Ask the Author
After I discovered my ancestry through DNA, I wanted to tell the story about the people who could have been my ancestors. Growing up, I was denied the truth about who we were as a people, and lived with false narratives of our heritage. Writing The Wisdom of Rain gave me a chance to explore what could have been the journeys of those who came long before me. Though fictionalized, this story is based on historical facts.
I wanted to write this story because it speaks to my heart. It hits people differently – as it should. On one level, it’s a story about race, class, power and identity. Yet on a deeper level, it’s about love – the love of self, or lack thereof. It speaks to how an absence of self-love and self-acceptance can lead one down a path of pain, struggle, deception and superficiality. But alas, that path can also reveal terrifying and hidden truthsout of which love can grow, if you are open to it. It’s a story that pushes us outside our areas of comfort.
I love stunning vistas and there are many places that are aesthetically pleasing in this story. But what you see is primarily a veneer, and if you look beyond the appearance, a greater truth is revealed. For example, the Caribbean region is one of these jewels with its powdery sand beaches, magnificent turquoise water, villages with colourful homes, towns, and striking flora and fauna. But behind the attractive exterior lie powerful truths that expose the scars and footprints in the sand, and the blood and pain in the water.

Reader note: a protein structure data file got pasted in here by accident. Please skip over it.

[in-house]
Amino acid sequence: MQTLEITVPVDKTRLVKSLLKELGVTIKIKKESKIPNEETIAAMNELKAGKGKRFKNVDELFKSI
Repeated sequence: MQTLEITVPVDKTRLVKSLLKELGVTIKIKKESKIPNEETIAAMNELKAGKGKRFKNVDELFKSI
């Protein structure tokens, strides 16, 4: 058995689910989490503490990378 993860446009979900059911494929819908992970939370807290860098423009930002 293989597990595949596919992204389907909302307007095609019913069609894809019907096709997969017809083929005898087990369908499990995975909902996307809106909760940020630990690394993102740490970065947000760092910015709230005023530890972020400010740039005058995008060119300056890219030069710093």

If you do something to inspire or annoy me, you might end up as a character in one of my books. Seriously though, when an inspiration or annoyance replays for protracted periods in my mind, an image forms. And, just like planted chia seeds blossom into a full blown chia pet, similarly these images can grow into scenes within the book.
Without a doubt, one of my favourite authors is Chimamanda Ngozi Adichie. A quote of hers that I love and reflect upon often is … “Stories have been used to dispossess and to malign. But stories can also be used to empower, and to humanize. Stories can break the dignity of a people. But stories can also repair that broken dignity.” I like stories with reparative elements, although, as in life, some characters are irredeemable.
Again referencing Adichie, “Stories matter.” And for too long stories of my ancestors, and my own story, have remained untold and unacknowledged. We’ve been led to believe that our stories don’t matter. I have the opportunity to change that judgement and add to the voices of people like me, sharing our own narratives. By doing so, I am helping to inspire a new generation to repair the broken dignity Adichie references.
My characters tend to evolve from memorable acts, or statements that come from different people. They are not the replication of any one person.